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(Reuters) – The United States is opposing a bid by a Johnson & Johnson subsidiary to add Hogan Lovells’ partner Neal Katyal to its legal team in a high-stakes bankruptcy case, citing its rate hourly rate of $2,465 – a possible new record in the legal sector.
Johnson & Johnson is using the procedure to try to resolve claims that its baby powder and other talc-based products have caused cancer. The company, which maintains the products are safe, in October filed thousands of talc lawsuits against a new subsidiary, LTL Management LLC, and filed for bankruptcy.
US trustee in Chapter 11 case on Friday asked a New Jersey federal bankruptcy judge to stop LTL from retaining Katyal, calling his hourly rate “significantly higher” than the partners at the other seven law firms already involved in the case.
LTL asked the judge for approval to add Katyal to his legal team earlier this month, citing his and Hogan Lovells’ expertise in federal appeals. Several talc plaintiffs have appealed the February ruling that allowed LTL’s bankruptcy to proceed.
Partner billing rates at large law firms are considered competitive business information and are generally not public. But they are disclosed in some court records, particularly in bankruptcy cases where a debtor’s legal fees must be approved by a judge.
Katyal’s hourly rate is said to rank among the highest figures publicly available in the legal industry. Former U.S. Attorney General Eric Holder Jr, a partner at Washington, D.C.-based Covington & Burling, billed $2,295 an hour last year under a contract the company signed with a university in the United States. Oregon to conduct a workplace culture survey.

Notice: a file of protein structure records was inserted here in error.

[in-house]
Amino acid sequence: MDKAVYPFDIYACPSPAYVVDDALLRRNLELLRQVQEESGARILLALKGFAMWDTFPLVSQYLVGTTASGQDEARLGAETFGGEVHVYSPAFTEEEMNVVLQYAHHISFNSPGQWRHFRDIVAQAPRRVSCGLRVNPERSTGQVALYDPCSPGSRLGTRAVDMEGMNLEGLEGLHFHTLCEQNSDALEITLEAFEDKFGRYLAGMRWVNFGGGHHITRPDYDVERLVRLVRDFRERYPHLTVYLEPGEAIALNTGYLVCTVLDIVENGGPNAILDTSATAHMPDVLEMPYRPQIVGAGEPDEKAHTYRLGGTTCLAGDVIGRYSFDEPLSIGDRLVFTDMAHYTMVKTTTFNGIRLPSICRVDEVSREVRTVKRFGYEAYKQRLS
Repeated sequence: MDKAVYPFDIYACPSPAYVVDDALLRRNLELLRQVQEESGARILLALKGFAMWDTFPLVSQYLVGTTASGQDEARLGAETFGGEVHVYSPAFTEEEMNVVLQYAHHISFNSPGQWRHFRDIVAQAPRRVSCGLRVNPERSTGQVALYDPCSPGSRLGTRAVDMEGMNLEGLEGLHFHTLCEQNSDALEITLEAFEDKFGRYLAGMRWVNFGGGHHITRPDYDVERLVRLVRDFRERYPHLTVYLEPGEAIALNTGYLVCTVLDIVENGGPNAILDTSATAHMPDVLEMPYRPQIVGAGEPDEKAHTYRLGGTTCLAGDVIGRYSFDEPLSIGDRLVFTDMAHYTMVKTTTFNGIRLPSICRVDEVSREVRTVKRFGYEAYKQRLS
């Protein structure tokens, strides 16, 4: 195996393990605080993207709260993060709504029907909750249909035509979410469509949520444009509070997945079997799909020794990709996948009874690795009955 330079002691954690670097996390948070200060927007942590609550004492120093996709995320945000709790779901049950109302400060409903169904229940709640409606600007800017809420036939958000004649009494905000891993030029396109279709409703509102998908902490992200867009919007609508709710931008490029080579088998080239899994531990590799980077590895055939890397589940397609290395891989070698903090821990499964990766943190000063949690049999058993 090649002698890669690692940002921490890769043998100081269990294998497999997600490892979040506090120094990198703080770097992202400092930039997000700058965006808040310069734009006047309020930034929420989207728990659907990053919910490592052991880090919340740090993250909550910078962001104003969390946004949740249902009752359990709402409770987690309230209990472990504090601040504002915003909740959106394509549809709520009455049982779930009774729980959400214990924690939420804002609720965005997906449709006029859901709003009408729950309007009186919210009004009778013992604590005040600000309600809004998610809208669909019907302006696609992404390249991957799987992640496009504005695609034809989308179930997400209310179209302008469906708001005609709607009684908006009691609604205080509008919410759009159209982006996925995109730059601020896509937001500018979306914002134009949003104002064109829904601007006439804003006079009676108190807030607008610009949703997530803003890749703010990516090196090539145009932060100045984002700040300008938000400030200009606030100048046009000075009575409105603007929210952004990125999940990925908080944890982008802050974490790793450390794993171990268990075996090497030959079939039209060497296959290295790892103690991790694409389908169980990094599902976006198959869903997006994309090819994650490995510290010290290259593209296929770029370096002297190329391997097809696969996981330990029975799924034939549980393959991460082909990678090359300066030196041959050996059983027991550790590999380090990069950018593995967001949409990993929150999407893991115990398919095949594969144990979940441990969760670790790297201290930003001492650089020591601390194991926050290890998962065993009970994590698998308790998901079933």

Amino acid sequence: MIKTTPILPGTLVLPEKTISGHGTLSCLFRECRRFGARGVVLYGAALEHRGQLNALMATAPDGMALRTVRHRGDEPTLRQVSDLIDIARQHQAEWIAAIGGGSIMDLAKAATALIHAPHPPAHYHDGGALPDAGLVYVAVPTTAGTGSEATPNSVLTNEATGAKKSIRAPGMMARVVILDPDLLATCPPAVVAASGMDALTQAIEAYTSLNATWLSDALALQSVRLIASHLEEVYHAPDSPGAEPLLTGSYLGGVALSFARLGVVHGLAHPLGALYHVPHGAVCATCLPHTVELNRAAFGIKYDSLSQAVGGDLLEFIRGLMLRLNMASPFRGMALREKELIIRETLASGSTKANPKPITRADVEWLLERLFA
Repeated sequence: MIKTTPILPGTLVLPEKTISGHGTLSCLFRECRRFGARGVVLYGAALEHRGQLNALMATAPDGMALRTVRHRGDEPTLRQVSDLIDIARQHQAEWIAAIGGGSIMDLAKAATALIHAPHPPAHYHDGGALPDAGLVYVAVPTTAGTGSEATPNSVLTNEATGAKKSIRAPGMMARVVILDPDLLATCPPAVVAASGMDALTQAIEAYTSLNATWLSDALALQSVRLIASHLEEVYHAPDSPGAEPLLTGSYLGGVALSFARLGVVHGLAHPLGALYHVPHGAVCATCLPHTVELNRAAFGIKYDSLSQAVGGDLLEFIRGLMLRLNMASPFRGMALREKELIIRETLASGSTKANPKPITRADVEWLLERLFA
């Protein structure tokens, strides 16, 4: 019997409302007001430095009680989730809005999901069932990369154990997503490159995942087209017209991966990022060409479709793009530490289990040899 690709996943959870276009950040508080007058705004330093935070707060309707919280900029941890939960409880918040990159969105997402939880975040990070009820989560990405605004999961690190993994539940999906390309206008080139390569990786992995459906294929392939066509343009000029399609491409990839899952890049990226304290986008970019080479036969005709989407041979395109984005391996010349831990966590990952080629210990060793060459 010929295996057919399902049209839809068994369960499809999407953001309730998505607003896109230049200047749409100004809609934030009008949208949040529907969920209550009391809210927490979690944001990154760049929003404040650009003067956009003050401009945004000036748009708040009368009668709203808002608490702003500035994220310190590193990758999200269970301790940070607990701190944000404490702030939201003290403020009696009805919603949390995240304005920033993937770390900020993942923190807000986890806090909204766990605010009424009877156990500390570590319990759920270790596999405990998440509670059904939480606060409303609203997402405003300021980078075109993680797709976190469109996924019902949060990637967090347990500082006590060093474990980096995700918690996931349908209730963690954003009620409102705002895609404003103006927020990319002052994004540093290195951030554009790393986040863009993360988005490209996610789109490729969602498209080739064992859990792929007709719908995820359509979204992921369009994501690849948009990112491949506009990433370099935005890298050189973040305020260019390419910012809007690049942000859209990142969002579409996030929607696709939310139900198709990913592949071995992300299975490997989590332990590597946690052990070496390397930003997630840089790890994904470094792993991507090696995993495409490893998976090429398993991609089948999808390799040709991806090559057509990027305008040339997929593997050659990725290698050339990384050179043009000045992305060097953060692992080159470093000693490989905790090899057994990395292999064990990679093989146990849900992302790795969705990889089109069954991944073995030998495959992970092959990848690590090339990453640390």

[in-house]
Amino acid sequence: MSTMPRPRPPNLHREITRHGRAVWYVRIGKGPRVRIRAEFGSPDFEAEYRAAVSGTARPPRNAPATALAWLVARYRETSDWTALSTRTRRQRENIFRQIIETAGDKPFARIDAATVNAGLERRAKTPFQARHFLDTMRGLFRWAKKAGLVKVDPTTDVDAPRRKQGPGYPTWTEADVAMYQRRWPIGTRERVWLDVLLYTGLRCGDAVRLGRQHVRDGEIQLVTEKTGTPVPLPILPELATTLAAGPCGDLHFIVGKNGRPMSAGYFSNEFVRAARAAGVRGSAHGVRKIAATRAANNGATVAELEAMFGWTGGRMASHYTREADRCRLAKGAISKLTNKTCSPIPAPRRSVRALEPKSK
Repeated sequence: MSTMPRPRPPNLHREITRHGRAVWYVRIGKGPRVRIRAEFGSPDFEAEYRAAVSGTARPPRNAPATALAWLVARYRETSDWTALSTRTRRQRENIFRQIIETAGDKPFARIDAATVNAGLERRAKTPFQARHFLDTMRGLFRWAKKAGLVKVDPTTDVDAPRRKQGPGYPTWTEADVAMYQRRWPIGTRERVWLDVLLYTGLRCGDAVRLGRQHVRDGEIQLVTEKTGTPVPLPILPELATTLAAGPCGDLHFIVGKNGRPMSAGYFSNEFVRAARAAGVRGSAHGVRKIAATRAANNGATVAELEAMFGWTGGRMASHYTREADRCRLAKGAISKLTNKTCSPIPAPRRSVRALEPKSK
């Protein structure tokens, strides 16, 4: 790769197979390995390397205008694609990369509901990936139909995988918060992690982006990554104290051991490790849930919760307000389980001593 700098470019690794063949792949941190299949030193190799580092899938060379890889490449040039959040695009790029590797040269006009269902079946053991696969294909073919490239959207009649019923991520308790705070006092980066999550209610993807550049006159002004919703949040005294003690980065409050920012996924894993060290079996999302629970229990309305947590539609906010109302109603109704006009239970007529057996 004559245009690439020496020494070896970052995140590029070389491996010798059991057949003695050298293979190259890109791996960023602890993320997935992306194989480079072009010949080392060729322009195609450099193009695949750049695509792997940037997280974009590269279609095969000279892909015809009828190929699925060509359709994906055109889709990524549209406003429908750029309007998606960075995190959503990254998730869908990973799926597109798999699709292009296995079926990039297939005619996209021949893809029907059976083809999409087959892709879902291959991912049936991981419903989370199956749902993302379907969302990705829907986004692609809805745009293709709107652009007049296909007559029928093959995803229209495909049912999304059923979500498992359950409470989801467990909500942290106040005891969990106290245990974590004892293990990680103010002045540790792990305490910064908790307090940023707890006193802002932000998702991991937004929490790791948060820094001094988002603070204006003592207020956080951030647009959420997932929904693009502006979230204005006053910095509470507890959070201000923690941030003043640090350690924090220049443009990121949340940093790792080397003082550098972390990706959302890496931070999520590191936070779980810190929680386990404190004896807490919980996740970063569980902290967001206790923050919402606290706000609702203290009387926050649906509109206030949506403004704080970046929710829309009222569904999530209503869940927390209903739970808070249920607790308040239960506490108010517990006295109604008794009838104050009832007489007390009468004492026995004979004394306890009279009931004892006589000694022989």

Lynn LoPucki, a professor at the University of California, Los Angeles School of Law who follows bankruptcy cases, said Monday that Katyal’s rate of nearly $2,500 was the highest he had ever seen.
Katyal, a former acting U.S. solicitor general who has argued dozens of cases before the U.S. Supreme Court, declined to comment on the objection on Monday. Hogan Lovells did not immediately respond to requests for comment. The administrator, Andrew Vara, declined to comment through a Justice Department spokeswoman, and representatives for Johnson & Johnson did not respond to requests for comment.
According to the trustee’s objection, the hourly rate among Jones Day’s LTL attorneys topped out at $1,350. Skadden, Arps, Slate, Meagher & Flom charged up to $1,195; The highest rate from Weil, Gotshal & Manges was $1,579; and Orrick Herrington & Sutcliffe was $1750. Lawyers for King & Spalding and Shook, Hardy & Bacon are also representing LTL.
The administrator had previously sought to disqualify Jones Day and Skadden from LTL’s legal team because they represented Johnson & Johnson in other matters, but that effort was unsuccessful.
The highest billing rates approved in bankruptcy cases have hit the $2,000 mark in the past year. Kirkland & Ellis partners hourly billing rate reached $1,895 in three separate bankruptcies in 2021, while Simpson partners Thacher & Bartlett billed up to $1,850 per hour in the bankruptcy of the Chilean bank holding company Corp Group Banking SA last year.
The case is LTL Management LLC, US Bankruptcy Court for the District of New Jersey, No. 21-30589.
For LTL: Greg Gordon of Jones Day
For Committee I of Talc Claimants: David Molton of Brown Rudnick; Melanie Cyganowski from Otterbourg; Genova Burns’ Daniel Stolz; Brian Glasser of Bailey & Glasser; Lenard Parkins by Parkins Lee & Rubio; and Jonathan Massey of Massey & Gail
For the Talc Applicants Committee II: Cullen Drescher Speckhart of Cooley
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